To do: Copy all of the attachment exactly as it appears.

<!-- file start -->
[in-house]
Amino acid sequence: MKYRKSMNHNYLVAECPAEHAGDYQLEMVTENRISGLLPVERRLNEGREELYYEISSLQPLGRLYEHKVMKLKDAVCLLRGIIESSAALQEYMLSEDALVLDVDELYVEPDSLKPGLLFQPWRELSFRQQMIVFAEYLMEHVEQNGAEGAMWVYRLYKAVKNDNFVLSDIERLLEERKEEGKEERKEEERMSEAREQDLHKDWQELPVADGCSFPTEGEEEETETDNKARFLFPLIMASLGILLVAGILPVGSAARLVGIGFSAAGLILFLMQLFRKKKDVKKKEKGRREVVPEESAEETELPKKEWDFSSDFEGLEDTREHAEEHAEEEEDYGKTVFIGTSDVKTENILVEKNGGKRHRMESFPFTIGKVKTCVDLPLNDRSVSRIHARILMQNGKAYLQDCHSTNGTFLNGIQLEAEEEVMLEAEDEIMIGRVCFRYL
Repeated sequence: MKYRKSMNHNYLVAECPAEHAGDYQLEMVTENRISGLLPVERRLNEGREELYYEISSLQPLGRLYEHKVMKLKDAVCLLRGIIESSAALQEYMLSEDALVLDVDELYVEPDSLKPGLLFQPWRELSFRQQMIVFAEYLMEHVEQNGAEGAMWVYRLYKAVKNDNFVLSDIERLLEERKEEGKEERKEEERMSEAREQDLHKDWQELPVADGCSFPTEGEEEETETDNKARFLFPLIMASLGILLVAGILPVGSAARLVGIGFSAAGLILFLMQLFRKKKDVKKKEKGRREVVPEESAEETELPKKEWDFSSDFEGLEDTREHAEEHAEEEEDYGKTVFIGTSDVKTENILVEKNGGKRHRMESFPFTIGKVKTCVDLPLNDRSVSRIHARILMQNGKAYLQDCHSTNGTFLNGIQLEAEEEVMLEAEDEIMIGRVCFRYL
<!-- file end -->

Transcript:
[in-house]
Amino acid sequence: MKYRKSMNHNYLVAECPAEHAGDYQLEMVTENRISGLLPVERRLNEGREELYYEISSLQPLGRLYEHKVMKLKDAVCLLRGIIESSAALQEYMLSEDALVLDVDELYVEPDSLKPGLLFQPWRELSFRQQMIVFAEYLMEHVEQNGAEGAMWVYRLYKAVKNDNFVLSDIERLLEERKEEGKEERKEEERMSEAREQDLHKDWQELPVADGCSFPTEGEEEETETDNKARFLFPLIMASLGILLVAGILPVGSAARLVGIGFSAAGLILFLMQLFRKKKDVKKKEKGRREVVPEESAEETELPKKEWDFSSDFEGLEDTREHAEEHAEEEEDYGKTVFIGTSDVKTENILVEKNGGKRHRMESFPFTIGKVKTCVDLPLNDRSVSRIHARILMQNGKAYLQDCHSTNGTFLNGIQLEAEEEVMLEAEDEIMIGRVCFRYL
Repeated sequence: MKYRKSMNHNYLVAECPAEHAGDYQLEMVTENRISGLLPVERRLNEGREELYYEISSLQPLGRLYEHKVMKLKDAVCLLRGIIESSAALQEYMLSEDALVLDVDELYVEPDSLKPGLLFQPWRELSFRQQMIVFAEYLMEHVEQNGAEGAMWVYRLYKAVKNDNFVLSDIERLLEERKEEGKEERKEEERMSEAREQDLHKDWQELPVADGCSFPTEGEEEETETDNKARFLFPLIMASLGILLVAGILPVGSAARLVGIGFSAAGLILFLMQLFRKKKDVKKKEKGRREVVPEESAEETELPKKEWDFSSDFEGLEDTREHAEEHAEEEEDYGKTVFIGTSDVKTENILVEKNGGKRHRMESFPFTIGKVKTCVDLPLNDRSVSRIHARILMQNGKAYLQDCHSTNGTFLNGIQLEAEEEVMLEAEDEIMIGRVCFRYL